Hence, as has been previously observed, social anxiety tends to promote drinking problems by driving a coping strategy of using alcohol intake to deal with the anxiety. But, significantly, mindfulness is associated with reduced levels of social anxiety which is associated with lower drinking problems. In particular, the more the individual could describe how they are feeling, accept it without judgement, and be aware of their actions in the present moment, the less they felt anxiety in social situations. This, through reducing coping mechanisms, was associated with fewer drinking problems.
This study was correlative and causation cannot be concluded within the study itself. But, in other studies, increasing mindfulness was found to reduce anxiety, including social anxiety and to assist in controlling alcohol consumption. So, it would seem reasonable to conclude that the relationships observed in the present study were due to causal connections such that high mindfulness lowers social anxiety which lowers coping with anxiety by drinking.
So, reduce social anxiety and drinking with mindfulness.
“We live in an alcohol-addicted culture. Alcohol is used as a social lubricant, and has become such a crutch for most people to feel comfortable socially that they would feel lost without it.” – Sheryl Paul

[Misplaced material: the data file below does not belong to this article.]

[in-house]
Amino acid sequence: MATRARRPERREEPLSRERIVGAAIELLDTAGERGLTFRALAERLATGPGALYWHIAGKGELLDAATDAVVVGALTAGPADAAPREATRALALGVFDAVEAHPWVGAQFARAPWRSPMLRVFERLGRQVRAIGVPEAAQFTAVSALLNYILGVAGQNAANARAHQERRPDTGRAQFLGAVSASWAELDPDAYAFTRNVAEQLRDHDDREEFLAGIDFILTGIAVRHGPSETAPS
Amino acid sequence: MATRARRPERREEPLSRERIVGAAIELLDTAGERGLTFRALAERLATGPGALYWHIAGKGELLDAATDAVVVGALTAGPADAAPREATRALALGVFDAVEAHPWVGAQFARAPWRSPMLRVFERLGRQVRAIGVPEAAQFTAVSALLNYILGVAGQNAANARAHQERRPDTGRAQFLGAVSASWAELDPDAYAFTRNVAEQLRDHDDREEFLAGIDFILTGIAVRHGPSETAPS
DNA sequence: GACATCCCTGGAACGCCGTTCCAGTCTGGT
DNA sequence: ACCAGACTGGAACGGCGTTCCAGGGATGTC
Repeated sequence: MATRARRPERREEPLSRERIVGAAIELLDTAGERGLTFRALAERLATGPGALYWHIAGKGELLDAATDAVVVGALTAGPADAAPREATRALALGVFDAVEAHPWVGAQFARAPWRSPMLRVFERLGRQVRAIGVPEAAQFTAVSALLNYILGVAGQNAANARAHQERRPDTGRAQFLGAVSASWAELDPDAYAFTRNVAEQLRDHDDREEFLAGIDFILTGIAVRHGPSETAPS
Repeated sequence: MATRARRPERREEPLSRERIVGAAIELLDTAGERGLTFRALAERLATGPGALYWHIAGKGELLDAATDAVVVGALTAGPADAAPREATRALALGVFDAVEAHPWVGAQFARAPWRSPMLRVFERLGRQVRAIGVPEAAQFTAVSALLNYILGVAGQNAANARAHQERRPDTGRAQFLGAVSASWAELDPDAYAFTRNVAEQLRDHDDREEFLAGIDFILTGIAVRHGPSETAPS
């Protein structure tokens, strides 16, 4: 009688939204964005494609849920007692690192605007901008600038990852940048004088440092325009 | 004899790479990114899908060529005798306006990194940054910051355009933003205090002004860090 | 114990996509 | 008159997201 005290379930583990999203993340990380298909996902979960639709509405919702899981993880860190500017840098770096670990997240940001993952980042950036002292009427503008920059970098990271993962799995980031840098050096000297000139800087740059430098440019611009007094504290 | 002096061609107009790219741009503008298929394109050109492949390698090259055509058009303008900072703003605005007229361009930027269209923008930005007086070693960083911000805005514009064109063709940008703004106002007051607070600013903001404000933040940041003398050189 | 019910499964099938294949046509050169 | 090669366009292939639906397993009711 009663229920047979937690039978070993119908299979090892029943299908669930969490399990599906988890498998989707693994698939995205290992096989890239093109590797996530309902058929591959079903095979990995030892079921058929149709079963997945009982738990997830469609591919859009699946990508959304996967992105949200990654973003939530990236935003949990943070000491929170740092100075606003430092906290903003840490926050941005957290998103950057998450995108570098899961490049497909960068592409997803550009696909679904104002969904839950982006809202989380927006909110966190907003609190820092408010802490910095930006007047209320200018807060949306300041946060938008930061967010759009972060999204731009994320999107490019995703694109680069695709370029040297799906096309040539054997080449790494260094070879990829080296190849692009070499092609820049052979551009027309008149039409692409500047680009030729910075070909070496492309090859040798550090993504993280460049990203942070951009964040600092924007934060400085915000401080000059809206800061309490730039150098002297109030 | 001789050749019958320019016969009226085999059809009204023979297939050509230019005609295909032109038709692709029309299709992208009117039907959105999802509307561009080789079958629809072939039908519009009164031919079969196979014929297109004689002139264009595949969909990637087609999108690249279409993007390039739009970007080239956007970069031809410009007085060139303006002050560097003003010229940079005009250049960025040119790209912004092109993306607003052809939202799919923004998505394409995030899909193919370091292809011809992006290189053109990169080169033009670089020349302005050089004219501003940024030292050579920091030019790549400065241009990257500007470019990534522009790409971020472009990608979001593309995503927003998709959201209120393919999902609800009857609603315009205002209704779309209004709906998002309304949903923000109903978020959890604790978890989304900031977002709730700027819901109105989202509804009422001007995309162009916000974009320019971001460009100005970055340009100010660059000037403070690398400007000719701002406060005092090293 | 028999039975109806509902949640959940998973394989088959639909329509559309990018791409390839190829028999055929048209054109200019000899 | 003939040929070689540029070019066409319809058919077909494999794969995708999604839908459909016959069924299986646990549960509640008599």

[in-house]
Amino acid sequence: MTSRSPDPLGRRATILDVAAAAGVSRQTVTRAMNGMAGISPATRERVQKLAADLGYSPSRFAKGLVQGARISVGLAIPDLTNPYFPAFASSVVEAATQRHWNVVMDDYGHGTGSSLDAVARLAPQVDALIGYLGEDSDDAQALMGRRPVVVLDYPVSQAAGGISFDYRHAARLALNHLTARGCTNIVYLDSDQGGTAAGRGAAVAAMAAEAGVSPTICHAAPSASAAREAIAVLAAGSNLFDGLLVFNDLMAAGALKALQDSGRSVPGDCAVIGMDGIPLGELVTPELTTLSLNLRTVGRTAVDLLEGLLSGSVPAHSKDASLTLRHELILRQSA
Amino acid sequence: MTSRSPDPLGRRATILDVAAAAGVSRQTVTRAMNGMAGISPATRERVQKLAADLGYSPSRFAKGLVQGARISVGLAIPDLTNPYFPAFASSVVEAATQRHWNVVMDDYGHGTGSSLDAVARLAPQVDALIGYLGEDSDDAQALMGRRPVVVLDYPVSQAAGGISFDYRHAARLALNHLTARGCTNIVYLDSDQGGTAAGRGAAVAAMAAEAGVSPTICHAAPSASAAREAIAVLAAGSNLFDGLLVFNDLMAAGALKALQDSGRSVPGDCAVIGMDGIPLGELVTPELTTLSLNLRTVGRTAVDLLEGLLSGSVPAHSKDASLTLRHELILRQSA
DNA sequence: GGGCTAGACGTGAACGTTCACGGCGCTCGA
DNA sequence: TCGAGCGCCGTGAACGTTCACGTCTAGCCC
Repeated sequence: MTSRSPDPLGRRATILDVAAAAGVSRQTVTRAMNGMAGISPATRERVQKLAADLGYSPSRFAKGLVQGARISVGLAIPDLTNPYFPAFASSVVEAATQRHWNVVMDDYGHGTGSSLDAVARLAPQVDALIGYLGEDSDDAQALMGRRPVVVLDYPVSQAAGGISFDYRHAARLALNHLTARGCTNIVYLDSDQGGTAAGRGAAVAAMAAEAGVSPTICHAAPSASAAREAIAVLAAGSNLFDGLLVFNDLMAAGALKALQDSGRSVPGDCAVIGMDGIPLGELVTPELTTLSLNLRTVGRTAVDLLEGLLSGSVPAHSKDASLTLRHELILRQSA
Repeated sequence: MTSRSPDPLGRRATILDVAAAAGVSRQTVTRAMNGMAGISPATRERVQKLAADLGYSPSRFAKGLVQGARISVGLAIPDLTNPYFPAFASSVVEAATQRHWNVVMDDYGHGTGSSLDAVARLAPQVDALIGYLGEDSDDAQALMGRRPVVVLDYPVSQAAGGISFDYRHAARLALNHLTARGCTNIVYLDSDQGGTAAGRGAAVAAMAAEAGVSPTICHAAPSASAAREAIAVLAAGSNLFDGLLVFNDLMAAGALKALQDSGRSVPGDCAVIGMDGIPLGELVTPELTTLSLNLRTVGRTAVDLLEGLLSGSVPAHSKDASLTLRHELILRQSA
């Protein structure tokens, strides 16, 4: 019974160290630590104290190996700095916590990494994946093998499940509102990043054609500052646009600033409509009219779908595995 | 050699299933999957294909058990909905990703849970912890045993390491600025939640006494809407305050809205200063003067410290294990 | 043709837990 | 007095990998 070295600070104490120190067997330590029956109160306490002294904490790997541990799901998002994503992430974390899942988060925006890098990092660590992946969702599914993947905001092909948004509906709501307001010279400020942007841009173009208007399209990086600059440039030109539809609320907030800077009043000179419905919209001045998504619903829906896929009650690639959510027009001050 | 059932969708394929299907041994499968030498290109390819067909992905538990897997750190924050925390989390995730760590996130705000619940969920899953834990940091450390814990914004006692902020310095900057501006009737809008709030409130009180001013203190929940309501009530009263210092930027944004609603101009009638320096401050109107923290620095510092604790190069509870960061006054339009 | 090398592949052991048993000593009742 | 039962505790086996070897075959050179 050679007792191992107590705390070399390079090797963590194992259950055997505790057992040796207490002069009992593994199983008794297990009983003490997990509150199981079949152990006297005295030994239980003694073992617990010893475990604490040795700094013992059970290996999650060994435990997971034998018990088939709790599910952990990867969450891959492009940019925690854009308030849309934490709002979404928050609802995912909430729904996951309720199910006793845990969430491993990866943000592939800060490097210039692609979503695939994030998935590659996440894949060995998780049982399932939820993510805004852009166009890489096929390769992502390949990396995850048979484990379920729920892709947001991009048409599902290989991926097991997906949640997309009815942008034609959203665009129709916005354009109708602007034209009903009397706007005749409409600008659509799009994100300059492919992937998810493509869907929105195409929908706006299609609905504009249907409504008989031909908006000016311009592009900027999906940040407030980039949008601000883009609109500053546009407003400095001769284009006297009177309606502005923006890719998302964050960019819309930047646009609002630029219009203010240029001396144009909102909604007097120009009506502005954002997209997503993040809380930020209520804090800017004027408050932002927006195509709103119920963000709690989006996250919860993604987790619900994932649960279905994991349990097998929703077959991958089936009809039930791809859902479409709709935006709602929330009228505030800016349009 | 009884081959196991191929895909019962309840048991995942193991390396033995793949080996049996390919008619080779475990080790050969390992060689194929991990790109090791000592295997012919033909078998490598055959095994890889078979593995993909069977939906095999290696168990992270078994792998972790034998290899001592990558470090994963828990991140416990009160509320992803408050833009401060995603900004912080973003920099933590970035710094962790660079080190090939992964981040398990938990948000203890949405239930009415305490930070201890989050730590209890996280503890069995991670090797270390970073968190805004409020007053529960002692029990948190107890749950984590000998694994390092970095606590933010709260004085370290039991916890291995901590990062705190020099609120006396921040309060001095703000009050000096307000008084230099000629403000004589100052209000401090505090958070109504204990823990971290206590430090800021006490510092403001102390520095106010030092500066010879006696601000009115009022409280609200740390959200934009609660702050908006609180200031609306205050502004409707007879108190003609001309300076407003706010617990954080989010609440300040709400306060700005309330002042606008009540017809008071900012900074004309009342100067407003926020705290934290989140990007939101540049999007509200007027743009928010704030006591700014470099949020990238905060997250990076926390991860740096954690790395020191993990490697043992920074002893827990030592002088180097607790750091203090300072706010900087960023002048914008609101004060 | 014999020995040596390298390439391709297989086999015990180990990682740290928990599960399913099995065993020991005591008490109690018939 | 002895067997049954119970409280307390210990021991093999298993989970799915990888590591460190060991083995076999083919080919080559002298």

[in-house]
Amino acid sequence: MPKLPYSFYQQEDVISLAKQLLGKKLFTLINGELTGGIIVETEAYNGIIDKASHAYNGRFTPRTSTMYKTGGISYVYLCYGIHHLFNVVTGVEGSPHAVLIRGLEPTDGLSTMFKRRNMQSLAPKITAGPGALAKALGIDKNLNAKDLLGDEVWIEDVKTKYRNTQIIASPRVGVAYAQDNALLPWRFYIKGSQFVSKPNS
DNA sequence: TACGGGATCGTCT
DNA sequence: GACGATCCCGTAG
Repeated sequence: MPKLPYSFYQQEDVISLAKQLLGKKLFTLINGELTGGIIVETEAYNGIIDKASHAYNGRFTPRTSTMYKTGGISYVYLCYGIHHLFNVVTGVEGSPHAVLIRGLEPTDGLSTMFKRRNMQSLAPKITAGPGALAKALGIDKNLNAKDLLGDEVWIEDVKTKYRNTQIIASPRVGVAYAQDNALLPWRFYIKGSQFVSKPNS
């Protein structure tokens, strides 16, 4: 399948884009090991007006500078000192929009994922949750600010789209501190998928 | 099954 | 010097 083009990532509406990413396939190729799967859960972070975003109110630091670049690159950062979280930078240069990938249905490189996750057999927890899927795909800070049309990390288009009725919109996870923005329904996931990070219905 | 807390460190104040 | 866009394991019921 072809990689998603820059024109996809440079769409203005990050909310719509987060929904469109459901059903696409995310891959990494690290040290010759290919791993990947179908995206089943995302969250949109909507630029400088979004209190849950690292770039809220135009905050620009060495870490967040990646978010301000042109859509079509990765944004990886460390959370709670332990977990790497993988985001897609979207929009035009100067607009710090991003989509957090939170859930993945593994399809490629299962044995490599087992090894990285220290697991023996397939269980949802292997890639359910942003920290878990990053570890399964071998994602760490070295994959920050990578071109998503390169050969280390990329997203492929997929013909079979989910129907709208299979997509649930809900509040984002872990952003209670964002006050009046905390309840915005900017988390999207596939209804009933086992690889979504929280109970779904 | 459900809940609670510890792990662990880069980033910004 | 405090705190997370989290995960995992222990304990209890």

CMCS – Center for Mindfulness and Contemplative Studies
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Clerkin, E. M., Sarfan, L. D., Parsons, E. M., & Magee, J. C. (2017). Mindfulness Facets, Social Anxiety, and Drinking to Cope with Social Anxiety: Testing Mediators of Drinking Problems. Mindfulness, 8(1), 159–170. http://doi.org/10.1007/s12671-016-0589-6
This cross-sectional study tested social anxiety symptoms, trait mindfulness, and drinking to cope with social anxiety as potential predictors and/or serial mediators of drinking problems. A community-based sample of individuals with co-occurring social anxiety symptoms and alcohol dependence were recruited. Participants (N = 105) completed measures of social anxiety, drinking to cope with social anxiety, and alcohol use and problems. As well, participants completed the Five Facet Mindfulness Questionnaire, which assesses mindfulness facets of accepting without judgment, acting with awareness, not reacting to one’s internal experiences, observing and attending to experiences, and labeling and describing. As predicted, the relationship between social anxiety symptoms and drinking problems was mediated by social anxiety coping motives across each of the models. Further, the relationship between specific mindfulness facets (acting with awareness, accepting without judgment, and describe) and drinking problems was serially mediated by social anxiety symptoms and drinking to cope with social anxiety. This research builds upon existing studies that have largely been conducted with college students to evaluate potential mediators driving drinking problems. Specifically, individuals who are less able to act with awareness, accept without judgment, and describe their internal experiences may experience heightened social anxiety and drinking to cope with that anxiety, which could ultimately result in greater alcohol-related problems.